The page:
Why Creativity Is the Most Important Skill
A solution can't be creative unless it's also original
by Pronita Mehrotra
At the I/O 2018 conference last month, in an impressive display of the power of AI, Google demonstrated it’s Duplex technology prompting many people to question if they had finally passed the Turing Test.
In very realistic sounding conversations, including typical speech disfluencies, Google Assistant was able to book a haircut appointment and make a dinner reservation. While this is a remarkable achievement in itself, it falls short of the Turing test which expects a human observing a general, free-flowing conversation between a machine and another human not be able to distinguish between the two. Google’s current technology is heavily trained in specific domains to handle constrained tasks. It cannot engage in more general conversations and therefore, doesn’t meet the Turing test bar.
What is more clear is that advancements in AI and other kinds of automation will most certainly make some jobs obsolete. Tasks that involve linear and logical thinking, with plenty of data to train, are prime scenarios for automation. A recent report by McKinsey estimates that by 2030, one-third of the workforce in the US may need to find work in new occupations, a transition that will be very challenging.
So, what kinds of jobs are safe in this age of automation?
Jobs that will thrive in the new economy are those that rely on human skills that machines can’t emulate. As Satya Nadella points out in his book, Hit Refresh, the skills that future generations must prioritize and cultivate are empathy and creativity.
Of the two, Creativity, especially in the STEM areas, will be the bigger driver of economic growth. Economist, Paul Romer, succinctly captured the importance of creativity to growth when he said, “Human history teaches us, however, that economic growth springs from better recipes, not just from more cooking.”
Creativity isn’t about arts and crafts, as is often thought. Creativity, as psychologists define it, is the ability to come up with ideas that are both original and useful. And the holy grail in computational creativity isn’t the Turing test. It’s the more complex ability of creating an artifact that can be deemed as creative as what a human would produce. It turns out that this is very difficult to accomplish for a few reasons.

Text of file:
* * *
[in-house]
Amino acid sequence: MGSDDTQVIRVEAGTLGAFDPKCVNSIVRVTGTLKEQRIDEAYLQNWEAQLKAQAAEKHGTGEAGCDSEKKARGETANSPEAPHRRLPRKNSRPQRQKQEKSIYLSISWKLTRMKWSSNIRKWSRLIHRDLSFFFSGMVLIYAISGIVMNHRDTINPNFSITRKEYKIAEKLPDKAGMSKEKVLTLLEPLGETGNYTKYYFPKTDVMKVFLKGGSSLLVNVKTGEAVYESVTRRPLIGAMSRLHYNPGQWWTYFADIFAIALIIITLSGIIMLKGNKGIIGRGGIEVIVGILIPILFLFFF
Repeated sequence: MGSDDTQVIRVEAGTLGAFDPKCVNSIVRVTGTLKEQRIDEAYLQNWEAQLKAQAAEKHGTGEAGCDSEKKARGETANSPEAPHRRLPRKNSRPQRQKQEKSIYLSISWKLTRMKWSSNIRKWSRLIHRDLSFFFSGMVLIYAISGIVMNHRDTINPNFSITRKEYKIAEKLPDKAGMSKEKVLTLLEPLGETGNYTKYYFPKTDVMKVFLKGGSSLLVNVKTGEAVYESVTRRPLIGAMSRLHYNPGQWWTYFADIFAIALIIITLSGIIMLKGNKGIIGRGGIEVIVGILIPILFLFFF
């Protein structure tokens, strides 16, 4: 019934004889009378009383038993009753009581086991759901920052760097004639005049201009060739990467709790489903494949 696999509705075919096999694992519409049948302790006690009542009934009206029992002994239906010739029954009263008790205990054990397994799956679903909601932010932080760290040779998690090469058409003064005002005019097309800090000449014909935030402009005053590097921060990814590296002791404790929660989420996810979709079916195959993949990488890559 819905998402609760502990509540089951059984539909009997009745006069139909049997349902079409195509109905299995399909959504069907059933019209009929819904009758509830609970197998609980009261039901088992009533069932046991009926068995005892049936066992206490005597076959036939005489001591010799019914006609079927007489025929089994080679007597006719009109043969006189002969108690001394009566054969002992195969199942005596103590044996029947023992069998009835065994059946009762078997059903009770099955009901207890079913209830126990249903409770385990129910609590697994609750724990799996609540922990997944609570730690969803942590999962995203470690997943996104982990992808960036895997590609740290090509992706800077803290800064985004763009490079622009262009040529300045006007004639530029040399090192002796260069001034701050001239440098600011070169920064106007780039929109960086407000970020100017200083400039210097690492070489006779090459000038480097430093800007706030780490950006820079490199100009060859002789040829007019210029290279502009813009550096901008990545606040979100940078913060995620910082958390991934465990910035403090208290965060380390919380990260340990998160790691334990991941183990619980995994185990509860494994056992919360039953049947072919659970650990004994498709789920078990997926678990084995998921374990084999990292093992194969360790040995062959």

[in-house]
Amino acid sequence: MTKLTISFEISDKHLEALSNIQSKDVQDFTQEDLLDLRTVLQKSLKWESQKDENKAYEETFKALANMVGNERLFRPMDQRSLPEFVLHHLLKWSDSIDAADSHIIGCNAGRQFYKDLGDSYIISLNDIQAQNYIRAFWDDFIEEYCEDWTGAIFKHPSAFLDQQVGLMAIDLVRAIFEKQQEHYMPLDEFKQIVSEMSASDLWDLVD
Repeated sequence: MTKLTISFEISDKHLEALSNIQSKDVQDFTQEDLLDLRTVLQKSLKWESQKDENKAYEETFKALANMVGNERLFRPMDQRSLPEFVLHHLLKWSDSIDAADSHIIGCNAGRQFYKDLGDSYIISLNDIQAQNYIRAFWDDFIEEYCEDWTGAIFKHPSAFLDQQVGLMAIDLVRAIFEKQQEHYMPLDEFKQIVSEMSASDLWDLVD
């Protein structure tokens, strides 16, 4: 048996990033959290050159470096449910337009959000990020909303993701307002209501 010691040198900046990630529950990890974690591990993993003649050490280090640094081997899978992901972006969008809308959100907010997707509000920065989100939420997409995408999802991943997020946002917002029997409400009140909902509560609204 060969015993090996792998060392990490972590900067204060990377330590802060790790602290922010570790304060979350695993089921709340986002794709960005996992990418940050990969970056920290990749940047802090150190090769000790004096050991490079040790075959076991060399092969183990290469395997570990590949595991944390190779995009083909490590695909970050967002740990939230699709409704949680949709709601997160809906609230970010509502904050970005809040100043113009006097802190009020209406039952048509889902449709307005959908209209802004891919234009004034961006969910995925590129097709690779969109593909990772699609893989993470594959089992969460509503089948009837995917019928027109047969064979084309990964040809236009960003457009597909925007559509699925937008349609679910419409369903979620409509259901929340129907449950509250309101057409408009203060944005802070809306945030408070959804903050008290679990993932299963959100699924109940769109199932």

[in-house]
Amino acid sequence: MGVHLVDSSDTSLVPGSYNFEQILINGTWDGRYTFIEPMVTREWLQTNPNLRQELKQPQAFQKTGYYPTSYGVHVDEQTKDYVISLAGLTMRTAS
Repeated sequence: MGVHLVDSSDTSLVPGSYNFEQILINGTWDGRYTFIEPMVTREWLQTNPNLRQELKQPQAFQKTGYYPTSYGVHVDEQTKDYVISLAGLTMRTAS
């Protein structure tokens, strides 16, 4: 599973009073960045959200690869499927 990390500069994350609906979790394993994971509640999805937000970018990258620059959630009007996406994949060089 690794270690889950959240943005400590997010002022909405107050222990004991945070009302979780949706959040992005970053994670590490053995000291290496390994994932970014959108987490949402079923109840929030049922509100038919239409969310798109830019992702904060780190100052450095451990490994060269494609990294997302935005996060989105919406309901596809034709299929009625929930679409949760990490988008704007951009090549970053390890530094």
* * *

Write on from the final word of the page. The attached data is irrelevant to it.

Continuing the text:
Originality implies lack of prior data
A solution can’t be creative unless it’s also original, which by definition means that there aren’t any existing examples of such a solution. Lack of prior data also means that current machine learning algorithms, that rely on vast amounts of existing data to learn, can’t be adapted for creative work.
Even the principle of 10,000 hours of practice, that works great for learning a new domain, doesn’t really work when you have to create original work. As Prof. Scott Barry Kaufman, explains, “For most creative domains, the goals and ways of achieving success are constantly changing, and consistently replicable behaviors are in fact detrimental to success. While Kobe Bryant showcasing the same slam dunk and Tiger Woods getting a hole in one will reliably induce public applause, scientists can’t keep publishing the same paper over and over again, and writers can’t keep writing the same critically acclaimed novel over and over again and expect the same acclaim.”
We don’t really understand Creativity
Most of us can determine whether a product is creative or not, but we don’t really know how someone comes up with a creative idea. While we have some clues about underlying cognitive processes like associative thinking, we don’t fully understand how the brain really works in the creative mode.
Most creative thinking techniques involve providing the right kinds of triggers and stimuli, so that the brain can (somewhat reliably) produce new ideas. But how the brain processes the stimuli remains a black box mystery.
Unless we get a better understanding of how our brain extracts information, constructs meaning, explores and prunes ideas; it will be very hard to build the next generation of cognitive architectures that will allow a machine to take on creative work.
Even computationally evaluating Creativity is hard
For AI to evaluate whether something fits the criteria of being creative – it needs to determine if the artifact is both original and useful. Evaluating originality is easier and can be accomplished using existing machine learning algorithms.
However, evaluating if something is useful or not is much harder. The human judgement and reasoning behind it are hard to do computationally.
Creativity and AI expert Margaret Boden talks about three kinds of creativity – combinational, which arises from combining two unrelated ideas; exploratory, which generates ideas by exploring structured conceptual spaces like creating a new artwork in the cubist style; and transformational, which involves the transformation of some dimension of the conceptual space.
The challenge with the transformational type of creativity, which often leads to breakthrough ideas, is that it is also exceptionally hard to validate computationally. As Boden summarizes, “Only a few AI-models can critically judge their own original ideas, and hardly any can combine evaluation with transformation.”
So, if we want to be successful in the coming years, we have to start building our creative thinking abilities. And in the meantime, perhaps the best way to thwart the Turing test is to pose a creative thinking challenge and look for signs of originality and judgement.